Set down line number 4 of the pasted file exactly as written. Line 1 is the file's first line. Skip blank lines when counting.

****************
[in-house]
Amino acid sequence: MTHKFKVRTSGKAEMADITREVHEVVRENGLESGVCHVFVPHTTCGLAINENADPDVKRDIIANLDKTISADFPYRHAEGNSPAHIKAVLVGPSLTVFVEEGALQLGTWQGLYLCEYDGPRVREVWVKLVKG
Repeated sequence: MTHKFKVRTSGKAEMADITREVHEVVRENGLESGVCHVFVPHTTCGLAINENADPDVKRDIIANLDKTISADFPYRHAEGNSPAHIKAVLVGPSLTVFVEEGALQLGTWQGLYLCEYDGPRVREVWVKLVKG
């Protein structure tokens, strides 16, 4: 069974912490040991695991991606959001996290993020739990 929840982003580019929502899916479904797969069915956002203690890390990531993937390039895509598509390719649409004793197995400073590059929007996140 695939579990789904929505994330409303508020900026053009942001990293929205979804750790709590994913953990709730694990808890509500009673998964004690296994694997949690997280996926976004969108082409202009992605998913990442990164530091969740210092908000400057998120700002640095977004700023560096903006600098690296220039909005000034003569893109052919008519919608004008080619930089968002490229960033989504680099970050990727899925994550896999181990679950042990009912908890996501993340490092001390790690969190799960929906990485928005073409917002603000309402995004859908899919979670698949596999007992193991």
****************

């Protein structure tokens, strides 16, 4: 069974912490040991695991991606959001996290993020739990 929840982003580019929502899916479904797969069915956002203690890390990531993937390039895509598509390719649409004793197995400073590059929007996140 695939579990789904929505994330409303508020900026053009942001990293929205979804750790709590994913953990709730694990808890509500009673998964004690296994694997949690997280996926976004969108082409202009992605998913990442990164530091969740210092908000400057998120700002640095977004700023560096903006600098690296220039909005000034003569893109052919008519919608004008080619930089968002490229960033989504680099970050990727899925994550896999181990679950042990009912908890996501993340490092001390790690969190799960929906990485928005073409917002603000309402995004859908899919979670698949596999007992193991």